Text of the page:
This project received support from the Smithsonian American Women’s History Initiative. To learn more, visit the Smithsonian American Women History Initiative website.
#BecauseOfHerStory


Anne Showalter
14
 

WHO TELLS YOUR STORY? EXPLORING WOMEN AND IDENTITY

Women’s identities are complex, intersecting with race, class, sexuality, etc., and have often been overlooked or erased from history. What is the importance of being able to express yourself and voice your story? 

This collection features resources related to the November 7, 2019, professional development webinar, "Who Tells Your Story? Exploring Women and Identity," hosted by educators from the Smithsonian American Art Museum and the National Portrait Gallery.  This joint webinar is one of three in the series A Woman’s Place Is in the Curriculum: Women’s History through American Art and Portraiture. Learn how American art and portraiture can bring diverse women’s stories into your classroom, connecting with themes you may already teach. Discover strategies for engaging your students in close looking and critical thinking across disciplines.  #SAAMTeach #NPGteach

This project received support from the Smithsonian American Women’s History Initiative. To learn more, visit the Smithsonian American Women History Initiative website. #BecauseOfHerStory


Anne Showalter
25
 

Slavery in Brazil

Why was Brazil one of the last countries in the world to abolish slavery?

The idea is to make learners understand the long-lasting slavery process in Brazil and be aware of its consequences to our society.

Supporting Questions: 1) When did it happen and what was the political context?

                                           2) How slaves were treated?

                                           3)Who took advantage of it?   

By these questions leaners will grasp the whole scenario (economical, political, cultural and social) and see that the effects of this process is everywhere and explain social relations we have nowadays.                                     

#TeachingInquiry

Alessandra Zan
6
 

Can you name #5WomenArtists?

This collection is my response to the National Museum of Women in the Arts in Washington, D.C.'s social media campaign asking, "Can you name five women artists (#5WomenArtists)?" The artists featured are Yayoi Kusama, Frida Kahlo, Barbara Kruger, Alma Thomas and Elaine de Kooning with short biographical notes, selected works and learning resources.

Anyone can create a collection on the Smithsonian Learning Lab. Here are some short tutorials to get you started: https://learninglab.si.edu/create. The Smithsonian Learning Lab can be a great research tool to learn more about your favorite artists, discover new artists and share collections of your favorites and new discoveries to provide inspiration for others. Discussion questions and additional sources of inspiration for exploring artists that may be new to you are provided at the end of this collection.

Tags: Women's History Month, Yayoi Kusama, Frida Kahlo, Barbara Kruger, Alma Thomas, Elaine de Kooning, #BecauseOfHerStory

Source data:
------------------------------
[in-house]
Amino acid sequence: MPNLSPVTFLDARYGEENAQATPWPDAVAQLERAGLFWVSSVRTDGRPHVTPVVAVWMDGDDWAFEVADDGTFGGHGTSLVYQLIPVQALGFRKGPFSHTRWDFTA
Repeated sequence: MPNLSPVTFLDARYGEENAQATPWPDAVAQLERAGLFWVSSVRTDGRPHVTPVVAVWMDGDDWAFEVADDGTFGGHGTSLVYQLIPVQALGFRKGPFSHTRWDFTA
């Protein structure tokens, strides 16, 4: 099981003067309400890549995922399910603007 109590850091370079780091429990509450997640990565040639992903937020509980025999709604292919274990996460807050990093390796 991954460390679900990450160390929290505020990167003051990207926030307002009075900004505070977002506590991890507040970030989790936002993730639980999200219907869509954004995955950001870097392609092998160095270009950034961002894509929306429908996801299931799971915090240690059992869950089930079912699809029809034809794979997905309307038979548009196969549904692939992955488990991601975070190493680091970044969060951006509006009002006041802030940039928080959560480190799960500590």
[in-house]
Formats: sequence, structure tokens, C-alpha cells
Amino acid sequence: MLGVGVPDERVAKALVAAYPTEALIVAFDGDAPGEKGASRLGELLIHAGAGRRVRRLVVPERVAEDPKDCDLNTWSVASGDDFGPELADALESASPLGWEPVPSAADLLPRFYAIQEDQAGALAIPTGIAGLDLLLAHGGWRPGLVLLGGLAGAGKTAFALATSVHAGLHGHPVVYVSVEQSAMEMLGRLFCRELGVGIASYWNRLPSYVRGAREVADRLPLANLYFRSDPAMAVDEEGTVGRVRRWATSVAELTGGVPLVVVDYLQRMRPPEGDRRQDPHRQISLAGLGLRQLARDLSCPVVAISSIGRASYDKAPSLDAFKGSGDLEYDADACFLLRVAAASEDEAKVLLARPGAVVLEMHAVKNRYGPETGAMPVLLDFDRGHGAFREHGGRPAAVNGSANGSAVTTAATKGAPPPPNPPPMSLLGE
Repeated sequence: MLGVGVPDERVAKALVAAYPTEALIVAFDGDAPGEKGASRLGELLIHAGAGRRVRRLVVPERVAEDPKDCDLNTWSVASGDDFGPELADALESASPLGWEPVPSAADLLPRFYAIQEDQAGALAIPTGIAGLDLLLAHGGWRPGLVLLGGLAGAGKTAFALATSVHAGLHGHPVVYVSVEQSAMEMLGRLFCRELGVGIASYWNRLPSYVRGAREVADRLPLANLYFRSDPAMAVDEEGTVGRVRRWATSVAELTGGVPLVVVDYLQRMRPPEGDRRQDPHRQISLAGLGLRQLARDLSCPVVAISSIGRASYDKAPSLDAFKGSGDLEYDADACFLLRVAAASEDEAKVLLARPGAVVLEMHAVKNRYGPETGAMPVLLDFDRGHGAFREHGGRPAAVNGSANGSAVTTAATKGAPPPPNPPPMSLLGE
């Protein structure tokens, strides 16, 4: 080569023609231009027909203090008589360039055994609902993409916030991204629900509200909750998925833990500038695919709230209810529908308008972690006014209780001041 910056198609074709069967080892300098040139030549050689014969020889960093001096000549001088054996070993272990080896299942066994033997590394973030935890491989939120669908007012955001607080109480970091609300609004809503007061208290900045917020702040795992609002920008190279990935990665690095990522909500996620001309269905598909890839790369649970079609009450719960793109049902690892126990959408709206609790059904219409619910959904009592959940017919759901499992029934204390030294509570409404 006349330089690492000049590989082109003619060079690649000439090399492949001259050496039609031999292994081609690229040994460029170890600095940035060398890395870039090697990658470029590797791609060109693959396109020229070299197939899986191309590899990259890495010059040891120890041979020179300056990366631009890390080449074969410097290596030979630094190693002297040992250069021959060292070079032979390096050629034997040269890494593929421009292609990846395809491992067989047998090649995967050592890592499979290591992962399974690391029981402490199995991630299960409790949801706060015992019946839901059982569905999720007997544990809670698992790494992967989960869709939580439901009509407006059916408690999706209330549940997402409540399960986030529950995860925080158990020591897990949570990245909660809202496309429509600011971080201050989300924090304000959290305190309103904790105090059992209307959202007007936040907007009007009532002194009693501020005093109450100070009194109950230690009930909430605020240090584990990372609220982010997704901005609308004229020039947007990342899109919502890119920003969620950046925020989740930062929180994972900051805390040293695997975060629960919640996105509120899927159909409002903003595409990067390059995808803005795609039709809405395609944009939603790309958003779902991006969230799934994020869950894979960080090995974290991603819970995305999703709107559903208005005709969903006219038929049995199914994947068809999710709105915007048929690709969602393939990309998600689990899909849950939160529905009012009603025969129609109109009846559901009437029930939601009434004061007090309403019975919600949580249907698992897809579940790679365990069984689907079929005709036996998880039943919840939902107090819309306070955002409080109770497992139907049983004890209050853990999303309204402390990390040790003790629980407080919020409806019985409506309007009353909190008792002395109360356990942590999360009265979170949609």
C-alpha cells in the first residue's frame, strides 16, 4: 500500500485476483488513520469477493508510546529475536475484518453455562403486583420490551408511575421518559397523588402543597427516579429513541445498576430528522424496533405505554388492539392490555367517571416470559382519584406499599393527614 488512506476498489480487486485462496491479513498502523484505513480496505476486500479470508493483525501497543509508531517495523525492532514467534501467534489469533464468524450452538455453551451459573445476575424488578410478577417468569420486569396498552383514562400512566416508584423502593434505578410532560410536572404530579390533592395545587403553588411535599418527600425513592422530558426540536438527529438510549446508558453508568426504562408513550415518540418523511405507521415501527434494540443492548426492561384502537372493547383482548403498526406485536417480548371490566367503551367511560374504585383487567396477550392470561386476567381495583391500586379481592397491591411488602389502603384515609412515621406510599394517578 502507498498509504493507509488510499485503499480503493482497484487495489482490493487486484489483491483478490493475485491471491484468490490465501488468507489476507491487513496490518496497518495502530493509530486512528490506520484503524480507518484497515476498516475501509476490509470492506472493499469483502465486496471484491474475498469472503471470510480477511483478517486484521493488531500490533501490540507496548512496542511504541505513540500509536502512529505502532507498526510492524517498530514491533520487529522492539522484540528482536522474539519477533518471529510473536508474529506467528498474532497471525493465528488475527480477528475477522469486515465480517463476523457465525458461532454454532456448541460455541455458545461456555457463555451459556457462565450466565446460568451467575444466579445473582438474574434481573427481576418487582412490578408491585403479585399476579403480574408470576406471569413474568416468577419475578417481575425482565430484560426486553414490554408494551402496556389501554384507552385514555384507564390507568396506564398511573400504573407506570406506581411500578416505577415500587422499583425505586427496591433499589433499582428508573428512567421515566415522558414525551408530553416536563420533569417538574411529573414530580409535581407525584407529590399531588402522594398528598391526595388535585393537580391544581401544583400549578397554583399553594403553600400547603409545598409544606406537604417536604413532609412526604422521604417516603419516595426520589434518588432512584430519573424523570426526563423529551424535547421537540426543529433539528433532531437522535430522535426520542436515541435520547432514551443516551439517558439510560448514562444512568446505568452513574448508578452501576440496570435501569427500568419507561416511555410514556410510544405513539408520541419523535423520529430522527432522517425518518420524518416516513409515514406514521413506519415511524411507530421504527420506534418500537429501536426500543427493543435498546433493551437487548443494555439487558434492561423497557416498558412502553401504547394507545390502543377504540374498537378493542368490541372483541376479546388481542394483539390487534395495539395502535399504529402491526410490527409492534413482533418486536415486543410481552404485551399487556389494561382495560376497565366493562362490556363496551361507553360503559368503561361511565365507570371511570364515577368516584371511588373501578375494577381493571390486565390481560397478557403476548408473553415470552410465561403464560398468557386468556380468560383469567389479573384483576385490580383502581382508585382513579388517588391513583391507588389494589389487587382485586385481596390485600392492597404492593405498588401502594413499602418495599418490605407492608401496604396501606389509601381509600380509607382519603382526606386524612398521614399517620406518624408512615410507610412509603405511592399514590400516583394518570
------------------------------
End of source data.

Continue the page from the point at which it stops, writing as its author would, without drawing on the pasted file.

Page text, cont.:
Ashley Naranjo
70
 

Modern Guernica

Hilary Ypma
4
 

Culture Lotto

Images to show when playing third grade Culture Lotto game.

Jean-Marie Galing
104
 

Mexican Art & U.S. History: Carmen Lomas Garza

This collection will provide an opportunity for students to analyze artwork, read background information, and connect art with historical events. At the heart of this activity is artwork created by Latino artist Carmen Lomas Garza. These paintings reflect the experiences of Garza's family and Latino life in 1980s America. In addition to image analysis, teachers could extend an opportunity for students to identify and discuss connections between Garza's art and the Mexican American experience from the 1960s to the present. This collection includes:

  • A timeline of U.S.-Mexican American relations
  • Video/audio of Reagan signing the 1986 Immigration Reform Control Act
  • And an overview of immigration reform via ABC-CLIO (requires subscription). 

#ethnicstudies #LISDSS

Texas Essential Knowledge and Skills Connections #TEKS

  • 24A describe how the characteristics of and issues in U.S. history have been reflected in various genres of art, music, film, and literature;

Angela King
24
 

Civil War

Glenn Wiebe
9
 

What does it mean to be human in the Anthropocene?

This collection was designed to serve as a bridge between the high school biology units of evolution and ecology as students explore the evolution of humanity through both a biological and moral lens.  Students will use Project Zero Thinking Routines to examine various artifacts from the Smithsonian Museum of Natural History as they grapple with answering the overarching question: What does it mean to be human in the Anthropocene?  #GoGlobal

What does it mean to be human in the Anthropocene? : Students answer/revise their initial answers to the overarching question after gaining additional knowledge from various learning activities: 

  • Claim/Support/Question:  Students use the Claim/Support/Question thinking routine to frame their thinking around and grapple with this question.
  • Skull Analysis > Human Evolution Misconceptions: After the discussion on human evolution misconceptions, students can revise their thoughts on "what it means to be human" and begin to develop a class list on the characteristics shared by humans.